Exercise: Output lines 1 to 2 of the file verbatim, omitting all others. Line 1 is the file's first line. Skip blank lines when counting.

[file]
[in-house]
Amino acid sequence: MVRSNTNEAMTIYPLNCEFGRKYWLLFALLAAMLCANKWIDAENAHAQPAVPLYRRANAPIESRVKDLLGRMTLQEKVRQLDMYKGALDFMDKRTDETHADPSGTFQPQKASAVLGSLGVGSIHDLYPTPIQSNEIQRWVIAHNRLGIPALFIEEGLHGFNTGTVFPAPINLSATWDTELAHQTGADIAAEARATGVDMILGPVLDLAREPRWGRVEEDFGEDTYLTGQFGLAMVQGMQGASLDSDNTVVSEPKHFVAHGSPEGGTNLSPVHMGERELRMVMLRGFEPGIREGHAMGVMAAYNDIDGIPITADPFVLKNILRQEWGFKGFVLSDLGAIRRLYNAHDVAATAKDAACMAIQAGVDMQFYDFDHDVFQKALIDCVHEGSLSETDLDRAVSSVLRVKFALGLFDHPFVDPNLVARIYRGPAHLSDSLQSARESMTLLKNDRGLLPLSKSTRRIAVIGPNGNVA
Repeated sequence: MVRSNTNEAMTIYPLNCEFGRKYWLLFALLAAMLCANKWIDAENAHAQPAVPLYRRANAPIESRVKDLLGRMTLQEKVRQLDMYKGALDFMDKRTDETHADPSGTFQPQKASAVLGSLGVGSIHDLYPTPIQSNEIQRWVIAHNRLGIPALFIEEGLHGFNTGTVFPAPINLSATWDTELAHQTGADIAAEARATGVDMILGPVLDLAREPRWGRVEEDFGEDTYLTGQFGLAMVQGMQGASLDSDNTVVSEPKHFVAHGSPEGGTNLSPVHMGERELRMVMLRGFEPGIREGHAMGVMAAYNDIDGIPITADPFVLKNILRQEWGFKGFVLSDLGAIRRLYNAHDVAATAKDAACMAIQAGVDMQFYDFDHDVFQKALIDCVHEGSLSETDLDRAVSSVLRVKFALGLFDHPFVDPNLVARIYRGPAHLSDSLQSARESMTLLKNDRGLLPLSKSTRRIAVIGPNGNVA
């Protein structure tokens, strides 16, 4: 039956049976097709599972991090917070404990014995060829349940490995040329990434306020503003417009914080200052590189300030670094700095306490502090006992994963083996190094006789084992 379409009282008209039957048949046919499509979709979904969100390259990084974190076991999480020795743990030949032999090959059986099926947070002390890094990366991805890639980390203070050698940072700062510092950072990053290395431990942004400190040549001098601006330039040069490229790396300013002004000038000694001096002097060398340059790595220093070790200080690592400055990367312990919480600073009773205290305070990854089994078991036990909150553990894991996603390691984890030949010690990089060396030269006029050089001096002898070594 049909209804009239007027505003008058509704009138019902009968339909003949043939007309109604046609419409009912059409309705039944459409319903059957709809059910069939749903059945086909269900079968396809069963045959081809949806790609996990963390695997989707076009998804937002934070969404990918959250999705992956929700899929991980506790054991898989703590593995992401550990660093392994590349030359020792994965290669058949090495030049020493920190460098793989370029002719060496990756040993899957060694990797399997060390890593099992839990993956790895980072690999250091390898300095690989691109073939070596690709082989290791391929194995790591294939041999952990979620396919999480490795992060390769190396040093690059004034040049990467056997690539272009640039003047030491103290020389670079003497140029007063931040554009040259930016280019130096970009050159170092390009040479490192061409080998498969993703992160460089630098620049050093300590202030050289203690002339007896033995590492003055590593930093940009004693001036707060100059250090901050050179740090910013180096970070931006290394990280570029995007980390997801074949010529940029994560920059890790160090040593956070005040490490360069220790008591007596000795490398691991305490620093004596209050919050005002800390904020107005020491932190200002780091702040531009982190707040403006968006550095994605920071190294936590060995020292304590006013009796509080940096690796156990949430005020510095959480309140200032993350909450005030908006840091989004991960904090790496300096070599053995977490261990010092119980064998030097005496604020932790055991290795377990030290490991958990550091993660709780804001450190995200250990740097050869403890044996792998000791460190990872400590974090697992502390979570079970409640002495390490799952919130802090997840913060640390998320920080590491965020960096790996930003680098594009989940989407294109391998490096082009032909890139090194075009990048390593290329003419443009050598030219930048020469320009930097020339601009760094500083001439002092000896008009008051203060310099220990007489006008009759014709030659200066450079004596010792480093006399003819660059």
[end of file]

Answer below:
[in-house]
Amino acid sequence: MVRSNTNEAMTIYPLNCEFGRKYWLLFALLAAMLCANKWIDAENAHAQPAVPLYRRANAPIESRVKDLLGRMTLQEKVRQLDMYKGALDFMDKRTDETHADPSGTFQPQKASAVLGSLGVGSIHDLYPTPIQSNEIQRWVIAHNRLGIPALFIEEGLHGFNTGTVFPAPINLSATWDTELAHQTGADIAAEARATGVDMILGPVLDLAREPRWGRVEEDFGEDTYLTGQFGLAMVQGMQGASLDSDNTVVSEPKHFVAHGSPEGGTNLSPVHMGERELRMVMLRGFEPGIREGHAMGVMAAYNDIDGIPITADPFVLKNILRQEWGFKGFVLSDLGAIRRLYNAHDVAATAKDAACMAIQAGVDMQFYDFDHDVFQKALIDCVHEGSLSETDLDRAVSSVLRVKFALGLFDHPFVDPNLVARIYRGPAHLSDSLQSARESMTLLKNDRGLLPLSKSTRRIAVIGPNGNVA